Councillors fear 'bun fight' over which areas of Oxfordshire will see speed limits lowered to 20mph first
Councillors fear there could be “an appalling bun fight” over which areas of Oxfordshire have 20 miles-per-hour (mph) zones put in first.
Oxfordshire County Council’s 20 mph Policy and New Approach states that 10 per cent of areas previously set at 30mph have had limits reduced. These proposals could see that rise to approximately 85 per cent.
The report says “there is huge local interest and desire” to realise that ambition and despite police indicating that direct enforcement is unlikely, it is hoped it will “become socially unacceptable” to break 20mph limits over time.
Locations must be “supported by local town or parish council and (the) local county council elected member”, within built-up environments where “vulnerable road users and vehicles mix in a frequent and planned manner” and where the speed limit is currently no higher than 40mph.
Top priority will be given to areas where there have been recorded instances of people being killed or seriously injured (KSIs) followed by where minor incidents or near misses can be evidenced.
After those considerations, schools walking routes, volume of people crossing roads, the “level of active frontage” from buildings such as shops and areas of high traffic volume will have priority. New projects and schemes that include 20mph limits are set to be considered separately.
The county’s Place Overview & Scrutiny Committee recognised overwhelming public support for the venture but shared concerns over every community expecting the rollout to happen in their area first.
Councillor Richard Webber (Lib Dem, Sutton Courtenay & Marcham) said: “Quite clearly the big question is going to be when. We all want it but when will we have it?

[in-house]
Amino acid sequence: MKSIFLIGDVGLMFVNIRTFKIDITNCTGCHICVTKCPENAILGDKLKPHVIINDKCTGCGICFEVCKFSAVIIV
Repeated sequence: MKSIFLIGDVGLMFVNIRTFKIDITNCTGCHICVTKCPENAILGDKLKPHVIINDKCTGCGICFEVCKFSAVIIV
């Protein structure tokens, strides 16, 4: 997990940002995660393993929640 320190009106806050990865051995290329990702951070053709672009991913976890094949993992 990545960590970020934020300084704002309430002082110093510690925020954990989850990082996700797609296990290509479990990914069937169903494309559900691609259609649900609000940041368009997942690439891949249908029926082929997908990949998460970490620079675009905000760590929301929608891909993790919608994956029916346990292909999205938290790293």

“There is going to be the most massive barney over who comes first so we have to get our priorities sorted out with a clear position that we can all stand behind.”
Councillor Dan Levy (Lib Dem, Eynsham) added: “I have eight parishes on my patch, several of them have more than one village. Everyone is very keen on having at least one 20mph zone.
“Could I ask who is going to do the work to prioritise who gets what first and could the criteria be slightly more objective? Otherwise, as Councillor Webber says, it is going to be an appalling bun fight.”
Paul Fermer, Oxfordshire County Council’s assistant director of highways and transport operations, invited suggestions over how the criteria could be clearer ahead of the matter being considered by cabinet.
Councillor Brad Baines (Lab, Isis) raised the point that universal agreement between councillors at different levels could also prove tricky.
“It is not beyond the realms of possibility to consider that full agreement will not be reached, particularly with county councillors covering huge numbers of parish councils in some rural areas,” he said.